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Civil Cermony Details in Poland - music, vows?


kathy_Flan
10 Feb 2015 #1
Merged: Details of Civil Ceremony

Hi, I am getting married in June in Warsaw to a Polish man. As much as I love him, he is pretty useless when it comes to detail.

Can anyone tell me if there is music at a civil ceremony in the USC office, or if I can have my own music played?

Also do we have to say vows or how does the ceremony plan out?

added:

Hi, I am getting married in Warsaw to a polish man in June. We are getting married in the USC office ( registry office).
Can anyone tell me if there will be music at it, or if i can have my own music played?
Also, do we have to say vows? I've asked my fiance this but he said it will be in and out within a few minutes...

I just dont know how it all works and I am beginning to panic!
Cardno85 31 | 976
10 Feb 2015 #2
Merged: Civil Cermony Details in Poland - music, vows?

As far as I've heard from friends, a civil ceremony in the Polish equivalent to a registry office has no music and the vows are pretty much what's set down in law. Most Polish people will do both, a legal one first to make it legally official and then, once the money has been saved a full church wedding with a big party.

I don't think you will have much of a choice of adding your own music or your own vows in a civil wedding in Poland. Maybe in Warsaw it's different, but, where I got married, there was very little choice and it was down to church/legal tradition...I liked that though :)
Roger5 1 | 1,457
11 Feb 2015 #3
We brought music (a Charpentier processional march) and had a glass of Champagne after the ceremony. The register office provided the glasses. Talk to the registrar. Of course you have to make a vow. It's a legal contract.
Harry
11 Feb 2015 #4
As much as I love him, he is pretty useless when it comes to detail.

Are you sure you have all the necessary paperwork sorted out? I'd be rather more concerned about that than the music and the vows. For example, where are you getting your certificate of no impediment? Who is translating it? When? Do you have the original of your birth certificate? Do the office want that or would they settle for a notarised copy? Who is translating the birth certificate? What is the position of the registry office on your need for a registered address in Poland? Those are the things which come off the top of my head.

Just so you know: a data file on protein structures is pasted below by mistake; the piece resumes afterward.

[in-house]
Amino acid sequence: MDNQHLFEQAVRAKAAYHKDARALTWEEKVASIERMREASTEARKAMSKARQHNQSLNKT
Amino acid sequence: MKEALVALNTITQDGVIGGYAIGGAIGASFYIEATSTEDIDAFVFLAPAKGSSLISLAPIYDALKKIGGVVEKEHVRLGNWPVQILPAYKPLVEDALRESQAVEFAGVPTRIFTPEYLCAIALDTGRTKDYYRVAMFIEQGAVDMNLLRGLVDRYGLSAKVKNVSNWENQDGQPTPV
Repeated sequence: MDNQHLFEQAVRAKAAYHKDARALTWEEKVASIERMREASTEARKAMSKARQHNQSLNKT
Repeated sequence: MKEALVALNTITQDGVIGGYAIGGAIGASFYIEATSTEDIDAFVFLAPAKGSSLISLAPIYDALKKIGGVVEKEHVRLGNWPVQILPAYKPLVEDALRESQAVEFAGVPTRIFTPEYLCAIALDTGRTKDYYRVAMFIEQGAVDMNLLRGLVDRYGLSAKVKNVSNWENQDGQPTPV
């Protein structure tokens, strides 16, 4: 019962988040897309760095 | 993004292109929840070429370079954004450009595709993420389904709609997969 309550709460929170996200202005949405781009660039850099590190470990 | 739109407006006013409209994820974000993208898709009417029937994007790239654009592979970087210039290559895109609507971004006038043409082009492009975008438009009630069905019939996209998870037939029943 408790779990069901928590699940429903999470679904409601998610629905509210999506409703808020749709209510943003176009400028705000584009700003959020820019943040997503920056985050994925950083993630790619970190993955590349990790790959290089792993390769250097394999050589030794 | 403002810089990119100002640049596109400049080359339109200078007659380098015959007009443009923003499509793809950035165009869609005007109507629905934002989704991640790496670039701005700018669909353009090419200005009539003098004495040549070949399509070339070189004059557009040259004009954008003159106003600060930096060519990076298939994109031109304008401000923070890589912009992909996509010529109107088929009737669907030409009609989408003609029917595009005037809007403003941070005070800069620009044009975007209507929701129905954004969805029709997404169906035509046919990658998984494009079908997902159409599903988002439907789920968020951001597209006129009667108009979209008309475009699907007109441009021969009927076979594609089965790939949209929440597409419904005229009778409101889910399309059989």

chesnakas 1 | 22
11 Feb 2015 #5
From my own experience, none of my documents had to be translated, they were sent from the British Consulate in Amsterdam, to the Ministry of Interior in Poland, and they approved my marriage. Not sure were the OP is registered as resident but if in Poland, then your probably right about the translations, approvals and other Polish BS. If she cannot speak polish then would probably also need an official translator, I speak polish but the vows are quite difficult to repeat, We had music, wine, bread and salt courtesy of the registry office.
Cardno85 31 | 976
11 Feb 2015 #6
Weirdest thing I found was that the office took my birth certificate and wont give it back. I can get copies...but surely they can't keep a legal document that's my property from me.
kpc21 1 | 763
11 Feb 2015 #7
I have taken part in such a civil ceremony, where the bride was a Pole, but the groom was a foreigner.

He repeated the vow in Polish - so well as he was able too. He spoke Polish a little bit, but rather not enough to understand its words :) Then they had to sign the wedding act and that was all of the official things.

The music was just a simple "Here Comes the Bride" played from a CD in the background, nothing more. After the official part there were wishes and a toast with champaigne, some people gave also their gifts (although some were given at home before, some also on the wedding reception).

And it was the end of the ceremony in the office. Who was invited to the wedding reception, went to the place where the reception was organised. By car, because the distance was quite long - in a column of cars, followed by the one with the young couple. Not without difficulty, there were "obstacles" for the bride and groom due to one of Polish wedding traditions (so called "gates") :)

It was in the countryside, in a city the customs might be different - but generally speaking, it should look more or less similarily.
Roger5 1 | 1,457
12 Feb 2015 #8
If she cannot speak polish then would probably also need an official translator

She certainly would. Figure on min. 200PLN for that.

there were "obstacles" for the bride and groom

In cities you might encounter a few kids who hang around outside register offices when there are weddings. Have ready a few coins or sweets to give them.

The music was just a simple "Here Comes the Bride" played from a CD in the background, nothing more.

Bring your own music.

surely they can't keep a legal document that's my property from me.

What can you do about it? Official copies are easy to get. Just consider it part of the process. It's not a big deal.

We had music, wine, bread and salt courtesy of the registry office.

The register office provided wine?
kpc21 1 | 763
12 Feb 2015 #9
She certainly would. Figure on min. 200PLN for that.

In "my" case it wasn't needed.

In cities you might encounter a few kids who hang around outside register offices when there are weddings. Have ready a few coins or sweets to give them.

That's not much. In the countryside you need to take a lot of vodka with you :)
pigsy 7 | 305
12 Feb 2015 #10
Weirdest thing I found was that the office took my birth certificate and wont give it back.

Its not weird if the gave you a polish version of your birth certificate.they took mine as well and gave me polish version,but I was prepared and have copies of that.Polish birth certificate is also as good as from any other country though.


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